AFI Catalog of Feature Films
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King Kong
Director: Merian C. Cooper (Dir)
Release Date:   7 Apr 1933
Duration (in mins):  96, 100 or 110
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Cast: Fay Wray  (Ann Darrow)
  Robert Armstrong  (Carl Denham)
  Bruce Cabot  (Jack Driscoll)
 

Summary: Because he refuses to disclose any information concerning the exotic location of his upcoming movie project, Carl Denham, a renowned adventure filmmaker, is forced to search the streets of New York to find a lead actress. At a fruit stand, he stumbles onto the beautiful but broke Ann Darrow as she is about to steal an apple for her dinner. Anxious for work, Ann eagerly accepts Denham's part and agrees without question to make the long sea voyage the next morning. During the trip, Denham, who has refused to disclose his final destination even to the captain, Englehorn, makes screen tests of Ann, coaching her on how to scream and look terrified for the camera. At the same time, the mysogynistic first mate, Jack Driscoll, chides Ann for being a woman on a man's ship, but soon falls in love with her. As the boat enters tropical waters, Denham finally shows Englehorn a map detailing their exact destination--a tiny island dominated by a peak called Skull Mountain. When the boat reaches the island, Ann, Denham and the crew go ashore and discover natives engaged in a frenetic religious ceremony that features men dressed in gorilla skins and a young woman tied to an altar. While Englehorn attempts to make friends so that the camera-wielding Denham can shoot the scene, the native chief eyes the blonde Ann and states cryptically that she would make a good bride for “Kong.” Nervous about the chief's interest in Ann, whose presence on the island Jack has vehemently protested, Denham orders his group back to the boat. That night, Ann is kidnapped from the ship by natives and tied to stakes outside the huge village walls. At the sounding of a gong, King Kong, a gorilla-like ape of enormous proportions, emerges from the primeval jungle and grabs Ann, carrying her away like a tiny doll in his huge hand. In close pursuit of the ape are Denham, Jack and a handful of the ship's men. They follow a trail of broken branches left by Kong and soon stumble on a dinosaur, a horny-tailed stegosaurus, which they kill with gas bombs. They then construct a raft and cross a river, where they are attacked by a brontosaurus. After the group loses several men to the brontosaurus, the survivors scramble to the river's shore and are spotted by Kong. Kong kills several more men by tossing them off a giant log into a treacherous chasm and attempts to kill Jack, who is hiding in a protected alcove. When he hears Ann, whom he has left in the nook of a dead tree, screaming, however, Kong abandons Jack and rushes to her rescue. While Kong saves Ann from the jaws of an allosaurus Jack and Denham, the last two crew survivors, reunite. Denham decides to return to shore for help and wait for Jack to signal when he has rescued Ann. Jack follows Kong and Ann into a cliffside cave and there Kong kills a giant snake. He then gently tickles Ann and plucks off and sniffs her outer clothes. When the hidden Jack inadvertently makes a noise, the ape goes to investigate, leaving Ann unprotected. A pteradodon swoops down and almost flies off with Ann, but Kong once again comes to her rescue. Distracted by the flying reptile, Kong fails to see Jack and Ann escaping down the cliffside via a ropelike vine until they are out of arm's reach. Although Kong snaps the vine in his attempt to retrieve Ann, the couple fall unharmed into the river and make a dash for the ship, closely pursued by Kong. When they finally reach the shore, Ann and Jack are met by Denham and the crew, but must still face Kong, who is rampaging through the village, killing its inhabitants in his search for Ann. To stop Kong, Denham hurls a gas bomb into his face and knocks him out. Seeing Kong unconscious, Denham decides to carry him on an enormous raft back to New York, where he knows the ape will make him a fortune. In the city, a heavily chained Kong, billed as the “Eighth Wonder of the World,” is a sellout attraction at a fashionable theater. When photographers' flashbulbs start popping in Ann's face, however, Kong believes she is in danger and breaks free in a protective frenzy. Ann flees with Jack, but Kong storms the nearby streets, destroying an elevated passenger-filled train and tossing a woman he momentarily mistakes for Ann to her death. Finally Kong spots Ann in a hotel room and, as a helpless Jack watches, snatches her once again. Then, as though still in the jungle, he scales the Empire State Building with Ann in his hand. At Denham's urging, the city authorities call in airplanes armed with machine guns to stop the ape, and after Kong is shot repeatedly by the gunners, he drops Ann gently on the rooftop and falls over the skyscraper's edge to his death. Upon viewing his conquered prize, Denham retorts to another onlooker that Kong was not downed by airplanes, but “twas Beauty that killed Beast.”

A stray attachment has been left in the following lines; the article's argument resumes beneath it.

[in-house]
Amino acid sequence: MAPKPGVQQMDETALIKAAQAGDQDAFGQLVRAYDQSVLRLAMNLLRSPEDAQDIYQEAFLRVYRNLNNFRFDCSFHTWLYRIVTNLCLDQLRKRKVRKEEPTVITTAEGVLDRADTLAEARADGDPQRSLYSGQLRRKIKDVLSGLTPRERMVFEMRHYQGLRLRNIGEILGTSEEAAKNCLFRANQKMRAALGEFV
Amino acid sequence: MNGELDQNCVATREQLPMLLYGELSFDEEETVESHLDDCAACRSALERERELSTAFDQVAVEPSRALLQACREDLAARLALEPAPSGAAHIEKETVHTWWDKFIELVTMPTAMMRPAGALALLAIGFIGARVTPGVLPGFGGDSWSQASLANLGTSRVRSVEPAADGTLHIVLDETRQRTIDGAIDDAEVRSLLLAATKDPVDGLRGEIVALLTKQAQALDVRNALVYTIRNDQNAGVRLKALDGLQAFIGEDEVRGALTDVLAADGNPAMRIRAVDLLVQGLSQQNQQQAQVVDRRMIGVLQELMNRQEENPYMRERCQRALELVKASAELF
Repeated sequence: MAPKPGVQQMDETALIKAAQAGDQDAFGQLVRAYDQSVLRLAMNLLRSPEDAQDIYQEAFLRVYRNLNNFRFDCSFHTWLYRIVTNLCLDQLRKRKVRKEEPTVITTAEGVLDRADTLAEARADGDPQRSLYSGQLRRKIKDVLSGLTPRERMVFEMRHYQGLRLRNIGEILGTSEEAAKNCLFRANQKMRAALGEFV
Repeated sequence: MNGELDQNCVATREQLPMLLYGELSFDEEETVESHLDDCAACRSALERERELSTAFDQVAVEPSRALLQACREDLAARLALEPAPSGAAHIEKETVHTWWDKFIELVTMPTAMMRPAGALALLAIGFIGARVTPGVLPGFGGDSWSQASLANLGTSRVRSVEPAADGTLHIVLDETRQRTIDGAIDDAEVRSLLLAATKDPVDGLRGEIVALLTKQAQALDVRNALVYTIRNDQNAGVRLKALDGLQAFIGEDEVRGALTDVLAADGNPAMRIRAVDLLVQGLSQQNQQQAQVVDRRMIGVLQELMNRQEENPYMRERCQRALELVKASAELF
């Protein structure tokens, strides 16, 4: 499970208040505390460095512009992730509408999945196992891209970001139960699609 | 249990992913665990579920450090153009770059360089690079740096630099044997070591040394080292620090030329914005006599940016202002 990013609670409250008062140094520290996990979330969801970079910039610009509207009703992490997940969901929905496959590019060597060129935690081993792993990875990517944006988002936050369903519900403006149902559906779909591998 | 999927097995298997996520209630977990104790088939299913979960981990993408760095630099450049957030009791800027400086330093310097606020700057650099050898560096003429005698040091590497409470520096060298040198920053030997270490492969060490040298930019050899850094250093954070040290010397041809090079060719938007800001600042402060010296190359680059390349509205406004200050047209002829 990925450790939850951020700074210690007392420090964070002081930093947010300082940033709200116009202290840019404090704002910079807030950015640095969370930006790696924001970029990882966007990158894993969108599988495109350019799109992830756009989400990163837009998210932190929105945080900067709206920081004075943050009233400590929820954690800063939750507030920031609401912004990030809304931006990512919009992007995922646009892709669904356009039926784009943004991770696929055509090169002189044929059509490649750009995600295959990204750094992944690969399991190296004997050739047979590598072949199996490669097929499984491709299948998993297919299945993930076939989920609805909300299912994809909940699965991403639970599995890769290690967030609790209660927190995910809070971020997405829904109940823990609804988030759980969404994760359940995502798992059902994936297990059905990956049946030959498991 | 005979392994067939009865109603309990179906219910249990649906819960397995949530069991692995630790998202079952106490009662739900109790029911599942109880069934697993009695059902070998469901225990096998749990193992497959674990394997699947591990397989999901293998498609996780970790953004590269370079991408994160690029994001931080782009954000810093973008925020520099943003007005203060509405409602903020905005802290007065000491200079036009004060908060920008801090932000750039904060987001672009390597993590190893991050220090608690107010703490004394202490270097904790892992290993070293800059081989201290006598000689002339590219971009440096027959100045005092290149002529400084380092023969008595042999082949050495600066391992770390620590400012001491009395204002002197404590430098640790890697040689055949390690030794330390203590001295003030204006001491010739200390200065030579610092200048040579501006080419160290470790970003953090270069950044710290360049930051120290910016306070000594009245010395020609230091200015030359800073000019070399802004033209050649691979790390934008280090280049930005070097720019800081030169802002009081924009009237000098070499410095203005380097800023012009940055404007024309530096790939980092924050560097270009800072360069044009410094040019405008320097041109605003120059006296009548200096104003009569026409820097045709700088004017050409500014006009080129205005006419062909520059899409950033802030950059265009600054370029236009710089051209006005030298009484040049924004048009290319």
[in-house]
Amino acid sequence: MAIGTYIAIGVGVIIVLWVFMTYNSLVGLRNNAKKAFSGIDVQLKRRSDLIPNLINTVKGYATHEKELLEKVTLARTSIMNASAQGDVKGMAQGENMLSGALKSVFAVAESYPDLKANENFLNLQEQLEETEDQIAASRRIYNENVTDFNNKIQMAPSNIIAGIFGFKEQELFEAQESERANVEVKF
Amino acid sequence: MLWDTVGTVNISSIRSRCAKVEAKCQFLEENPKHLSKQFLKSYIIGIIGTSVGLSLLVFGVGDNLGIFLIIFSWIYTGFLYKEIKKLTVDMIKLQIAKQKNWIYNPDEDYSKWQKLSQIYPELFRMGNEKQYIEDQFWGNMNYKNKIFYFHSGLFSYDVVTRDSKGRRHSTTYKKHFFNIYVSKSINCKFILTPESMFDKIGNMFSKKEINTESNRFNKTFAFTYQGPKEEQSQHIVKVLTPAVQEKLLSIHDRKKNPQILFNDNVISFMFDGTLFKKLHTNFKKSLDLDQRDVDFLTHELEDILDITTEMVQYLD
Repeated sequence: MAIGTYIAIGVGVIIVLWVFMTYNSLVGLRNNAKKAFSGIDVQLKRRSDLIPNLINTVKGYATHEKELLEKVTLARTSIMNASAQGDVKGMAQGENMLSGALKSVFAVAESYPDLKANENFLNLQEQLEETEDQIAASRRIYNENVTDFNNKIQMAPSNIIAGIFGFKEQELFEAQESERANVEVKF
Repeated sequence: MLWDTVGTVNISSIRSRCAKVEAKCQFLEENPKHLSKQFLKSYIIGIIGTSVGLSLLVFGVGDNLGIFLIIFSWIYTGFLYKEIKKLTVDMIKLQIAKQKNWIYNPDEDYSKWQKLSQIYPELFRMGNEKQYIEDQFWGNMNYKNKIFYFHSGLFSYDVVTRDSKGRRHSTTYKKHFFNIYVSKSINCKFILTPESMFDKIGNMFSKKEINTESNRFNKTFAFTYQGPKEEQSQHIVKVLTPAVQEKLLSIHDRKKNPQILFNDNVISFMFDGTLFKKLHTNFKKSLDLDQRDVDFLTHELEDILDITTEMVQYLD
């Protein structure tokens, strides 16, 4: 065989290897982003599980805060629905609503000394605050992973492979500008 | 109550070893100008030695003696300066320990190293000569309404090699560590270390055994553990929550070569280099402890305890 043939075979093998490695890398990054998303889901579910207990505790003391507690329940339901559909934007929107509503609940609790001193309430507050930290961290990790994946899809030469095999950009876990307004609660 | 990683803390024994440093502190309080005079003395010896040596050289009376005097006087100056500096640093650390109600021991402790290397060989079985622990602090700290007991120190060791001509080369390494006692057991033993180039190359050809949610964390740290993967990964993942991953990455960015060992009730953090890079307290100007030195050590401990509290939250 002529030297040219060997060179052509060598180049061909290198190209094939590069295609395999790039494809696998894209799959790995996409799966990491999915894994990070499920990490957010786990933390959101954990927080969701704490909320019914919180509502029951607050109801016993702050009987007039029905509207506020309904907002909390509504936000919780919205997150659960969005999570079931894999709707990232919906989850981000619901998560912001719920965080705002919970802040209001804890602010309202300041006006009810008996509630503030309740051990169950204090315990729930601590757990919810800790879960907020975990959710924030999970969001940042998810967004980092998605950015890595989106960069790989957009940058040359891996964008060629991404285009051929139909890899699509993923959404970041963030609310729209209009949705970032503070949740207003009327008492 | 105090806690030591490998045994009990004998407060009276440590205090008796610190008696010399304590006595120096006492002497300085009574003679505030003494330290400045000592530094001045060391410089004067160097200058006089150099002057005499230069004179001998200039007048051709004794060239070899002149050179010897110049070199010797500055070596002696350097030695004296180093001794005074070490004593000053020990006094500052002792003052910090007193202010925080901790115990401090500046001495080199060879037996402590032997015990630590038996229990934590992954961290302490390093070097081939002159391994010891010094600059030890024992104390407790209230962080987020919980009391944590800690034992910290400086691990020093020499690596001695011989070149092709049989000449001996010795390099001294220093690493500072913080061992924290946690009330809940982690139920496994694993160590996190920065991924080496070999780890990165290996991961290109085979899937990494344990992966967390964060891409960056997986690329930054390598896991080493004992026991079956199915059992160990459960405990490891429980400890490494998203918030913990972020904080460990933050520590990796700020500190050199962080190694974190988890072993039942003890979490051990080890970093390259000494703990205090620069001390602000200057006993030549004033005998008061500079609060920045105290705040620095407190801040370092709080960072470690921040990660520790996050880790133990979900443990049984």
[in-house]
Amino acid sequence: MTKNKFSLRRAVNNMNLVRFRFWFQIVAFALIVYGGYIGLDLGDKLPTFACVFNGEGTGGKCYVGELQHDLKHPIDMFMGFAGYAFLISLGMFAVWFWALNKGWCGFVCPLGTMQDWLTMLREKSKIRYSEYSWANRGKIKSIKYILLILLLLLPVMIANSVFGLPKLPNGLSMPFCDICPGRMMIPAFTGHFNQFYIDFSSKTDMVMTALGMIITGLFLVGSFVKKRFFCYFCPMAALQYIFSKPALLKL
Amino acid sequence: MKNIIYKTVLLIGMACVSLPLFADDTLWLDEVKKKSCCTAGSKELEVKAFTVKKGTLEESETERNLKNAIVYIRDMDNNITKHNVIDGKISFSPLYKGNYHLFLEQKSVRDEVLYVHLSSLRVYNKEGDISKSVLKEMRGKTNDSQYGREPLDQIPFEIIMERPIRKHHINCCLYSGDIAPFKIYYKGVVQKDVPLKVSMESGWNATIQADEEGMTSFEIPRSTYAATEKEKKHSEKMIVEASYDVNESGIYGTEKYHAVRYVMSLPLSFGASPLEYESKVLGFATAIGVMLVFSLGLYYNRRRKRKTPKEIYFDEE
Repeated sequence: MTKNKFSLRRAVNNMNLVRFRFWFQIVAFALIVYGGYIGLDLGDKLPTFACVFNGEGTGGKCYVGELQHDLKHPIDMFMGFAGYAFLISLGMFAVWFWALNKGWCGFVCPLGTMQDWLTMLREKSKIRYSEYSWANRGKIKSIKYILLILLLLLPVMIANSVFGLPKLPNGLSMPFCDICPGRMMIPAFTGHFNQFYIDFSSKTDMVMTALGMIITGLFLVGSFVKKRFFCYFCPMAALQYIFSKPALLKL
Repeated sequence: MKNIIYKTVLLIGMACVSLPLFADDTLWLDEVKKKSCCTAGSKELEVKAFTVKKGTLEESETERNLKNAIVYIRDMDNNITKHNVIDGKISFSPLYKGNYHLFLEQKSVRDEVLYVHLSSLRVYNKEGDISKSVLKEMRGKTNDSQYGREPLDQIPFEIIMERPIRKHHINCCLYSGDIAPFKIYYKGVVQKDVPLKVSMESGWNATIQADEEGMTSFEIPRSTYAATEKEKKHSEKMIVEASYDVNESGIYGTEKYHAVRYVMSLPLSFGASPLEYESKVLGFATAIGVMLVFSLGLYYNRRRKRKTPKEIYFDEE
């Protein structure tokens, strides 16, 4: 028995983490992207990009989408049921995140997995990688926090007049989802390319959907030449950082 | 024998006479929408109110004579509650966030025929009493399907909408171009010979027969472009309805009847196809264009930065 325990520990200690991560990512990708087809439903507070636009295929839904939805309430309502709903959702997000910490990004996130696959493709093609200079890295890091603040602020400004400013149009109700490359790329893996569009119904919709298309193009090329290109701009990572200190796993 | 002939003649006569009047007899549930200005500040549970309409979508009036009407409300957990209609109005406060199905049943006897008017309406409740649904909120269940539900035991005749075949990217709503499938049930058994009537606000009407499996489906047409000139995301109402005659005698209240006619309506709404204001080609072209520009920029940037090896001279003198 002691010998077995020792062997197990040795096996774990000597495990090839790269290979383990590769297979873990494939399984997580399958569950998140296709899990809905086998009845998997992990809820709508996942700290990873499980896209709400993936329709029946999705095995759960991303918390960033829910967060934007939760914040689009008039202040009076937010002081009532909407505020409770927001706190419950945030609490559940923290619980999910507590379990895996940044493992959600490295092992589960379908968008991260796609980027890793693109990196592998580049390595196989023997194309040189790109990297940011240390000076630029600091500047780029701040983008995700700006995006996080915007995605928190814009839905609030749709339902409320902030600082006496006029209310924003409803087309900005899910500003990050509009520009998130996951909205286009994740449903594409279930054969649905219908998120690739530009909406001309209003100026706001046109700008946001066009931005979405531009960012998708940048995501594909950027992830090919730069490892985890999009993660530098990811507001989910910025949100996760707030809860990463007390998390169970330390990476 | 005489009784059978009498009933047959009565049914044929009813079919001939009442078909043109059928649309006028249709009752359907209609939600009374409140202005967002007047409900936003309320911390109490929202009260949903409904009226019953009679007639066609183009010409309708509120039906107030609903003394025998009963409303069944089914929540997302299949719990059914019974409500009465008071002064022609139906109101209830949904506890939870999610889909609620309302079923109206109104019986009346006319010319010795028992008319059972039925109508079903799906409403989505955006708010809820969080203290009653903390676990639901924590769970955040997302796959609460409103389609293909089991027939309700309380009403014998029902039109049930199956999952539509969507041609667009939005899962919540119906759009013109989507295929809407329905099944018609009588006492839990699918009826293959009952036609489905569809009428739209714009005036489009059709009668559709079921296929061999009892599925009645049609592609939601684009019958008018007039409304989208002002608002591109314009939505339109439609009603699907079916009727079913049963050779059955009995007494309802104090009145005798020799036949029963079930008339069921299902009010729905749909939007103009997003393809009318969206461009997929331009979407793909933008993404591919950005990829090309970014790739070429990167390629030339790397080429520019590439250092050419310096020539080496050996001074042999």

Distribution Company: RKO Radio Pictures, Inc.
Production Company: RKO Radio Pictures, Inc.
Director: Merian C. Cooper (Dir)
  Ernest B. Schoedsack (Dir)
  Ivan Thomas (Asst dir)
  Doran Cox (Asst dir)
  Walter Daniels (Asst dir)
Producer: David O. Selznick (Exec prod)
Writer: James Creelman (Scr)
  Ruth Rose (Scr)
  Merian C. Cooper (Idea conceived by)
  Edgar Wallace (Idea conceived by)
  Leon Gordon (Contr wrt)

Subject Major: Apes
  Motion picture actors and actresses
  Motion picture directors
  Prehistoric animals
  Rescues
  Romance
  Sailors
 
Subject Minor: Airplanes
  Auditoriums
  Bombs
  Caves
  Dancing
  Death by animals
  Dinosaurs
  Empire State Building (New York City)
  Hotels
  Human sacrifice
  Hunger
  Islands
  Jungles
  Kidnapping
  Machine-guns
  Motion pictures
  Misogyny
  New York City
  Photographers
  Promoters
  Rites and ceremonies
  Rivers
  Sea captains
  Ship crews
  Ships
  Subways
  Thieves
  Tribal chiefs
  Tribal life
  Unemployment
  Villages

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The American Film Institute is grateful to Sir Paul Getty KBE and the Sir Paul Getty KBE Estate for their dedication to the art of the moving image and their support for the AFI Catalog of Feature Films and without whose support AFI would not have been able to achieve this historical landmark in this epic scholarly endeavor.